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Discoidal, Gamestone & Circle Roller Fakes

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  • Discoidal, Gamestone & Circle Roller Fakes

    Some fake discoidals etc, followed by some genuine examples:
    Discoidals, Gamestones & Circle rollers

    Discoidals are simply cylinders of stone. The basic difference between discoidals, game stones and circle rollers are the styles, and how they were designed to perform. All discoidals are the product of the late Woodland and Mississippian periods of prehistory. The basic designs are primarily regional. The Jersey Bluff is a rather thick rounded style with a shallow cup primarily found in the Illinois, Missouri, Western Kentucky area. The Salt River type with a ridged edge and a shallow cup is found in Missouri. The sharp edged, shallow cup Cahokia style is found in the greater St.Louis area.

    The Tennessee double cup type (largest and finest type of discoidal) is indigenous to the Tennessee River valley throughout Kentucky and Northern Alabama and parts of North Georgia. This style is known as the Double cup or dimpled type. Extremely well formed with rounded edge, the rim of the cup is very precise and a small raised cup is centrally featured. Only the best of materials were used to manufacture Tennessee Double cup types.

    The Gamestone or Biscuit type of discoidal is prevalent in Alabama, Georgia, South Carolina and Eastern Tennessee. These discoidals are generally small with the largest of the type not exceeding 4" in diameter and about 1" in thickness.

    The Ft. Ancient culture, known for habitation along the Ohio River and its tributaries, produced a specific type of discoidal. Most of their discoidals were small, less than 2" in diameter and crudely made from tan Waverly sandstone. Often Ft. Ancient discoidals were decorated with designs and some were perforated through the center.
    Through the interpretation of Mississippian artwork on engraved shell, it was determined that discoidals were used in a type of game or sport. A massive pipe found in Tennessee portrays a male player on his haunches rolling a similar circular instrument in a forward motion.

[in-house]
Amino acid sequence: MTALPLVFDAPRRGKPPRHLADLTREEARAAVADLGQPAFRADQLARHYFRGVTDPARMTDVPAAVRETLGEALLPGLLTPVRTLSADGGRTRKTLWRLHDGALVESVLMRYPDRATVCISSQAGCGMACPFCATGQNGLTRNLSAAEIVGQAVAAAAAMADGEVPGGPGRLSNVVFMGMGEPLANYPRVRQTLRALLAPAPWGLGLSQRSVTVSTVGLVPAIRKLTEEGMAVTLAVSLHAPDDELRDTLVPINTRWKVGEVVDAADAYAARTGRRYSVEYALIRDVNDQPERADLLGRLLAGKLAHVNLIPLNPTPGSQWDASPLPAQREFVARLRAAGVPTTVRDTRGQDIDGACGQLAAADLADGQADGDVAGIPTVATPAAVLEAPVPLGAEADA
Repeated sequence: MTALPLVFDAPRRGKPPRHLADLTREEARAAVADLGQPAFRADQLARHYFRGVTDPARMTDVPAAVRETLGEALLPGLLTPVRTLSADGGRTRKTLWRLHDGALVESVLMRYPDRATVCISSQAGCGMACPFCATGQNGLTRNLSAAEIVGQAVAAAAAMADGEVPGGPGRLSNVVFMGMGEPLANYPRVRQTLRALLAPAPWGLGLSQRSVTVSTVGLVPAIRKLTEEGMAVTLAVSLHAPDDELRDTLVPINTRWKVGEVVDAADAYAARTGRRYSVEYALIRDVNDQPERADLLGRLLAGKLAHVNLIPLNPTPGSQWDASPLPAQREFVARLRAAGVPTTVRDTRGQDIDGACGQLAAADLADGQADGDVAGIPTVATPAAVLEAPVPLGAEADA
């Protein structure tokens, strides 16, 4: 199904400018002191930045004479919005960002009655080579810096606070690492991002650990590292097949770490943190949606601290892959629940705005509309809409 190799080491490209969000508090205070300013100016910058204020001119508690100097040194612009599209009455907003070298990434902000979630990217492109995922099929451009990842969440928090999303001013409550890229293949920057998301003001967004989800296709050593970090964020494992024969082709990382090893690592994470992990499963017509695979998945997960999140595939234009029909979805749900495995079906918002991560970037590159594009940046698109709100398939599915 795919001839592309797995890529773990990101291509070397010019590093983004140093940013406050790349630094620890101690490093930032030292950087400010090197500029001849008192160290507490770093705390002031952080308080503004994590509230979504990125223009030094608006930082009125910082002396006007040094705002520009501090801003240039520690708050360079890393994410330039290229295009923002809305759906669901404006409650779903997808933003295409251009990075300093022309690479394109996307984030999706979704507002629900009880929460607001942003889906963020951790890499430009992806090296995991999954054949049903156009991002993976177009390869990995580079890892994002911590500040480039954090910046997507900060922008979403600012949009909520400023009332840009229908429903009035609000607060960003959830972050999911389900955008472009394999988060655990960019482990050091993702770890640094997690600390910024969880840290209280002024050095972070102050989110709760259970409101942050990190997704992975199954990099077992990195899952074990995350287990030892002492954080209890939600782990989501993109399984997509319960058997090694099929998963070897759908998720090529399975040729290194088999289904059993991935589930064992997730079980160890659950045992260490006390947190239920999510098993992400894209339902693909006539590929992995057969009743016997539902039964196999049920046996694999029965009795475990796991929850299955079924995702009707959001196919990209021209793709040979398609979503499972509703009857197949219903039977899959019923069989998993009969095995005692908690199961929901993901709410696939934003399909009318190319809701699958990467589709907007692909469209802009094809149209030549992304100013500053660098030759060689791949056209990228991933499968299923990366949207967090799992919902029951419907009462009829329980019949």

A most unusual type of discoidal is the "circle roller", a type found primarily in Georgia, Alabama and the Carolinas. The base of the circle roller is larger in diameter than the top or upper most portion. Conjecture has it that when this type of artifact would be hurled toward a goal, as it slowed it would change direction just prior to stopping. In North Georgia, a playing field was excavated with paths to the right and left at the end of the playing field. Conjecture is that the ability of the hurled discoidal to enter a specific path would render a special score. During the past fifty years, Discoidals of every shape, style and material have been reproduced and replicated.

    The Chunke Sting
    Pg.11Vol.XX,No.2; 1986,"Prehistoric Artifacts"

    Click image for larger version

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    Hardstone items always appeal to Museums and collectors alike, because hardstone artifacts represent the ultimate in aboriginal stone craftsmanship. Naturally, the masters of deception recognize these same opportunities for handsome profits. Demand also plays a major role in this scenario. The "Chungke" or Discoidal has always been desirable. Unfortunately, thousands upon thousands of each variety of the authentic types have been produced and duplicated by the reproductionists. All are machine made on stone lathes. Most are sand-blasted overall to simulate ancient pecking. Most have been artificially aged to look old. Some even have stained antique type labels with false history.
    Look closely at the Fake Discoidal in the accompanying photo. It is made of green/white and gray/black granite and is very attractive. Notice that it contains no cultivation blemish or damage. The only thing old about this fake is the rock itself. Fakes of this character are generally offered for about $90 (2" sizes) and $350 to $400 for the 3" to 4" sizes.